The UK service sector rebounded in April following the snow disruptions seen in March, but the latest upturn was one of the weakest since late 2016, survey data from IHS Markit showed Thursday.
The IHS Markit/Chartered Institute of Procurement & Supply services Purchasing Managers’ Index rose to 52.8 in April from a 20-month low of 51.7 in March. Nonetheless, the reading was below the forecast of 53.5.
The latest reading only signaled a moderate increase in service sector activity, with the rate of growth the second-weakest since September 2016.
The overall expansion signaled by the three PMI surveys in April was the second-weakest since the Brexit vote, pointing to a quarterly rate of GDP growth of around 0.2 percent at the start of the second quarter, Chris Williamson, chief business economist at IHS Markit, said.
The slight pick-up in the services PMI in April will do a little to assuage fears that the economy has suffered a loss of underlying momentum and makes the chance of an interest rate hike next week extremely slim, Paul Hollingsworth, an economist at Capital Economics, said.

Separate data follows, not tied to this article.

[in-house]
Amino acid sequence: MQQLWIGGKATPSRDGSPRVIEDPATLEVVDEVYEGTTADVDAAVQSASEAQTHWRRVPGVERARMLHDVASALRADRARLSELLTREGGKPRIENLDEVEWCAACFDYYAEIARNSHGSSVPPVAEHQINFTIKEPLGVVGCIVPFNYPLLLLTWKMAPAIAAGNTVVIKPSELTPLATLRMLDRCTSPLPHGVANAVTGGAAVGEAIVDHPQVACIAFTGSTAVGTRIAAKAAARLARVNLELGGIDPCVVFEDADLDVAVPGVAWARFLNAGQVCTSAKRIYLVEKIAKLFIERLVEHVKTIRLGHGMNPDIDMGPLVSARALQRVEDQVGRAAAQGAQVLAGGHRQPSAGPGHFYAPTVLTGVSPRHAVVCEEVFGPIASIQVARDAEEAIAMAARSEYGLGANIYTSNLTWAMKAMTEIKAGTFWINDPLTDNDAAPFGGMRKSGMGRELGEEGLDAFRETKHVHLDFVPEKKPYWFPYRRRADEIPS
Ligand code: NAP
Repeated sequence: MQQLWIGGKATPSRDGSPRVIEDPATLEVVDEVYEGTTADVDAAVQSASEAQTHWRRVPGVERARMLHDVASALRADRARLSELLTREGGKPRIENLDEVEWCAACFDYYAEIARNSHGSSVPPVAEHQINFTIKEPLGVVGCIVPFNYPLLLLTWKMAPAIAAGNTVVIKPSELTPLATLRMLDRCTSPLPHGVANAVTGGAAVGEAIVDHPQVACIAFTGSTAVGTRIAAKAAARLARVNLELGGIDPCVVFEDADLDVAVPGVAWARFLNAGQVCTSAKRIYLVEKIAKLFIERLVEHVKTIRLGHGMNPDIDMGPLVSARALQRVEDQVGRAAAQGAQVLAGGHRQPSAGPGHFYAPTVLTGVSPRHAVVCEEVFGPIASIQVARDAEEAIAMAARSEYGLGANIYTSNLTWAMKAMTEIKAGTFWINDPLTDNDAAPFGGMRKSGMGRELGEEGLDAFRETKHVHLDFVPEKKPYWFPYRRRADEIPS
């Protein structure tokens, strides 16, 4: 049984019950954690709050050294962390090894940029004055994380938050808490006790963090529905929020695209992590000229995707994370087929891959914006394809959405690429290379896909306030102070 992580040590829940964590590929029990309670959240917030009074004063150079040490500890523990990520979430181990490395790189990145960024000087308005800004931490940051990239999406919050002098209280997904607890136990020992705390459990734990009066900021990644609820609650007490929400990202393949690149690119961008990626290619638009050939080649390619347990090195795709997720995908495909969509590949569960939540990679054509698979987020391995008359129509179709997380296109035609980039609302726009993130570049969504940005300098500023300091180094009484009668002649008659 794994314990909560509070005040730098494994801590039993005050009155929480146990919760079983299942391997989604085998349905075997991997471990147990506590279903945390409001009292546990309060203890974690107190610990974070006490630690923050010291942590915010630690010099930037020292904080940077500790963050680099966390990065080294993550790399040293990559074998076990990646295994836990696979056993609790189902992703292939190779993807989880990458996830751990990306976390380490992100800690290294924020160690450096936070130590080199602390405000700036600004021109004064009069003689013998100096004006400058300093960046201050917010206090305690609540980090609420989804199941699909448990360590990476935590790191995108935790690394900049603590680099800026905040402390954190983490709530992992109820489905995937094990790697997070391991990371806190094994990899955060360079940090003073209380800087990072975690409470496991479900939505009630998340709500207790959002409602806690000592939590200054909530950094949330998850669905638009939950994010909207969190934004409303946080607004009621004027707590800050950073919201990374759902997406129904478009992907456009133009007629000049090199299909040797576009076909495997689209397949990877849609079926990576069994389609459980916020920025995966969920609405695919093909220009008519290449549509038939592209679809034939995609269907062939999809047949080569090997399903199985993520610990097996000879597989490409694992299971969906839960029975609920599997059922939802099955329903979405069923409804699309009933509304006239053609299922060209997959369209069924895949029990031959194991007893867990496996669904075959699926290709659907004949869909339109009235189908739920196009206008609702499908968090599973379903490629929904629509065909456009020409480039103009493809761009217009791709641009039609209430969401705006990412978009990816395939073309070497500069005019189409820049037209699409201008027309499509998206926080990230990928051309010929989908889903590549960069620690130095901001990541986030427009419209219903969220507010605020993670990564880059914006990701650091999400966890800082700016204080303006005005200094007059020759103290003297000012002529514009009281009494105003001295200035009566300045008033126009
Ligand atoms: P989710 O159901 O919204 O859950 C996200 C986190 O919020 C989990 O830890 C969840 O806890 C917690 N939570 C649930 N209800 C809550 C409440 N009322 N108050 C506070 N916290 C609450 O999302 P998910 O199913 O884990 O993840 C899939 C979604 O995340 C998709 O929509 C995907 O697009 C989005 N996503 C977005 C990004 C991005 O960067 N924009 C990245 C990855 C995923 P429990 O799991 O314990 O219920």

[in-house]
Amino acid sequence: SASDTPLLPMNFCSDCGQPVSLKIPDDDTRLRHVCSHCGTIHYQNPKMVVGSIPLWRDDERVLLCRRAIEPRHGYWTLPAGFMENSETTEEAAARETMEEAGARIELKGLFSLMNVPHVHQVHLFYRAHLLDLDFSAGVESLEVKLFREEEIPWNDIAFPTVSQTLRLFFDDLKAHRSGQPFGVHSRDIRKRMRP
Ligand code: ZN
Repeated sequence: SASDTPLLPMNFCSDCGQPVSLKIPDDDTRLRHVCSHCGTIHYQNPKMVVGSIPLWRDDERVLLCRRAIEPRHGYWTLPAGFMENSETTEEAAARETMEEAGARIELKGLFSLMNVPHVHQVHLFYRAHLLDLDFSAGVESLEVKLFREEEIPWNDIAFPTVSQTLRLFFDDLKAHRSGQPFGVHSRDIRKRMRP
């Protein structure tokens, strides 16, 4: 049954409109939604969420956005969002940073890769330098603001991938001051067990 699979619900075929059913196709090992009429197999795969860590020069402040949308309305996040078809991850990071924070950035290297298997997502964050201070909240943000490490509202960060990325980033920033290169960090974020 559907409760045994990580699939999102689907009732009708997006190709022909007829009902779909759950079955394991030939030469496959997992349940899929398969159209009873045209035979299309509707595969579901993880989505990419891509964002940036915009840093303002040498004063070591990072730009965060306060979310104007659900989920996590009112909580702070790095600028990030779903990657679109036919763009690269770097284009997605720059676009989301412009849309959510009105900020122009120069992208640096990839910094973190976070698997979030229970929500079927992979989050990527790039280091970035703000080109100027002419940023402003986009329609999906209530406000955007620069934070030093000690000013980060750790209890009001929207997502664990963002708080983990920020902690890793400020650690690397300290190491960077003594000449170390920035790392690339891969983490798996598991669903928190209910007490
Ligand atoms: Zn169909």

Respondents of the survey said subdued consumer willingness-to-spend had held back business activity growth in April. There were also reports that concerns about the domestic economic outlook acted as a brake on spending by corporate clients.
The rate of service sector employment growth moderated to its weakest since March 2017. Higher payroll costs and tight labor market conditions weighed on staff recruitment.
Higher salary payments continued to push up cost burdens across the service economy. Nonetheless, the overall rate of input price inflation eased since March and remained softer than at any time in 2017.
Moreover, the latest rise in average prices charged by service sector firms was the joint-slowest since July 2017.
The survey showed that the balance of companies expecting a rise in business activity over the year ahead reached its highest level since January.